Process: Fully Washed - Water
Decaffeinating: A l'eau - Mountain Water
Sensory profile: A coffee with a round profile. Sweet, caramel notes. A decaffeinated profile.
This water decaffeinated coffee is the result of work carried out for several years in partnership with the Mexican company Descamex, which has a long experience of the decaffeination process because it was the first Latin American company to use this process in 1983.
Water decaffeination does not involve use of solvents, but rather a phenomenon called the osmosis principle; a coffee bean is composed of 74% non-soluble components, 25% soluble aromatic components and 1.2% caffeine, and the water decaffeination process has an action on these last two.
The coffee beans are placed in a steam bath, to open the beans’ pores and extract the soluble aromatic components and caffeine. The caffeine present in this water is filtered to retain only water packed with aroma precursors. These first lots of decaffeinated and “dearomatised” green coffee beans is sold at a very low price on coffee markets.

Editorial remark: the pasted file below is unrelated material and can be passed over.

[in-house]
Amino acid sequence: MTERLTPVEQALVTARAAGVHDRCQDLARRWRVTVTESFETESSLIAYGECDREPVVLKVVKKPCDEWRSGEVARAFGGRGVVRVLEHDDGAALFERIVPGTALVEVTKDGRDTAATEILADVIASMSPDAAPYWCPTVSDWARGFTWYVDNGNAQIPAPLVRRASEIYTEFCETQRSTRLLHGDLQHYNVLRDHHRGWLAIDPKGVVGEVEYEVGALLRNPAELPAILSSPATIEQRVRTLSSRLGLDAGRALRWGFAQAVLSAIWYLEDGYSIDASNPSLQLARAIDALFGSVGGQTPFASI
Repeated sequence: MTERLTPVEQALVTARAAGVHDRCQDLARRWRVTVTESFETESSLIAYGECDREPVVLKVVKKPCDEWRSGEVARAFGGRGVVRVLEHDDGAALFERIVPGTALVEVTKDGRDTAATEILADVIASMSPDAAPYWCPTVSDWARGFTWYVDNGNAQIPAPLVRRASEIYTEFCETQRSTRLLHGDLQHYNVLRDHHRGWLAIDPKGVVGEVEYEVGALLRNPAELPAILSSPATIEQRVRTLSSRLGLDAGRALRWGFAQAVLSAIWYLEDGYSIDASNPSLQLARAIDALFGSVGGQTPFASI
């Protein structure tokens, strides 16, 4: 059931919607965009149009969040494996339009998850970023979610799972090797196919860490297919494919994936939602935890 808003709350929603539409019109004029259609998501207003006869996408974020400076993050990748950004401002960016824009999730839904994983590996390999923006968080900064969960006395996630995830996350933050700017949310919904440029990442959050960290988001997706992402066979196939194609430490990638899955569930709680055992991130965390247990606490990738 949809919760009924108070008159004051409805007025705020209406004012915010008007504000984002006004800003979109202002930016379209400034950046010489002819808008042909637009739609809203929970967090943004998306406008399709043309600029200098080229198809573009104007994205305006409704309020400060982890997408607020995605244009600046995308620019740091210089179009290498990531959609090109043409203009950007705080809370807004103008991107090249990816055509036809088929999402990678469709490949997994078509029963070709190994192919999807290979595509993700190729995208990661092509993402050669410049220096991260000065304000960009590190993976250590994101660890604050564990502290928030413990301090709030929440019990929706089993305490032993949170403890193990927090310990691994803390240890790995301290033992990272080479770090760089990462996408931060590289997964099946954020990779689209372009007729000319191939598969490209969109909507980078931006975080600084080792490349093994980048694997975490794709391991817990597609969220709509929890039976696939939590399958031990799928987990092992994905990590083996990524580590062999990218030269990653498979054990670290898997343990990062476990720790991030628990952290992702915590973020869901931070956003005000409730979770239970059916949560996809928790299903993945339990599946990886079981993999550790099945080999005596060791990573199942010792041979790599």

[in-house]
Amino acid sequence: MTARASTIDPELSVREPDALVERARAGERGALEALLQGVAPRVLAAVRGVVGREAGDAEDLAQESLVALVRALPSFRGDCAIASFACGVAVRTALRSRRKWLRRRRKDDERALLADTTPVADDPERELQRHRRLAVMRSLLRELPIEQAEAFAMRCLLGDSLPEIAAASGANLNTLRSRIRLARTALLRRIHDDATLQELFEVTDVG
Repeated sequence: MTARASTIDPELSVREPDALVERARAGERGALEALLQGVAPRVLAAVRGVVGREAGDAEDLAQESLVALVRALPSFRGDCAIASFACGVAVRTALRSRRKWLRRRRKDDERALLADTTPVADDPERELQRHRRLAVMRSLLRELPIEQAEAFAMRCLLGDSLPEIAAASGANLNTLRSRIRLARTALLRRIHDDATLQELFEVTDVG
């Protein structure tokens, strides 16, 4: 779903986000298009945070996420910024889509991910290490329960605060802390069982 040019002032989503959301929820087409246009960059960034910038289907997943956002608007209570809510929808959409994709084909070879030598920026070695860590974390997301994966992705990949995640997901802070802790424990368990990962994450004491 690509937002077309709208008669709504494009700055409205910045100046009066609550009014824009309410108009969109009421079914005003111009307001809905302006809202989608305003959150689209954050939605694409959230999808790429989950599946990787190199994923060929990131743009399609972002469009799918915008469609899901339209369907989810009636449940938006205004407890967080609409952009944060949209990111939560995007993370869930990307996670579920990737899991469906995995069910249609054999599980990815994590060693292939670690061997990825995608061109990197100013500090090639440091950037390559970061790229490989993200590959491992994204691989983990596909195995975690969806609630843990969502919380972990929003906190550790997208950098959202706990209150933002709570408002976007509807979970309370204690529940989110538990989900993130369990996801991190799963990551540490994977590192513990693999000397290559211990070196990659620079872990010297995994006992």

The water packed with aromatic components is used to extract the caffeine from the rest of the beans by osmosis. Osmosis is a principle whereby a highly concentrated solution is diffused through a semi-permeable membrane into a less concentrated solution until a point of equilibrium is reached. The green coffee beans are immersed in water baths containing the same aromatic components as those found in the coffee bean, with the exception of caffeine. Under certain temperature and pressure conditions, the principle of osmosis will allow the water bath to reach an equilibrium.
50% of the caffeine passes through the water bath and 50% remains in the coffee bean. The process is repeated up to 10 times to reduce the caffeine content in the bean to a minimum, i.e. to between 0.01% and 0.02%.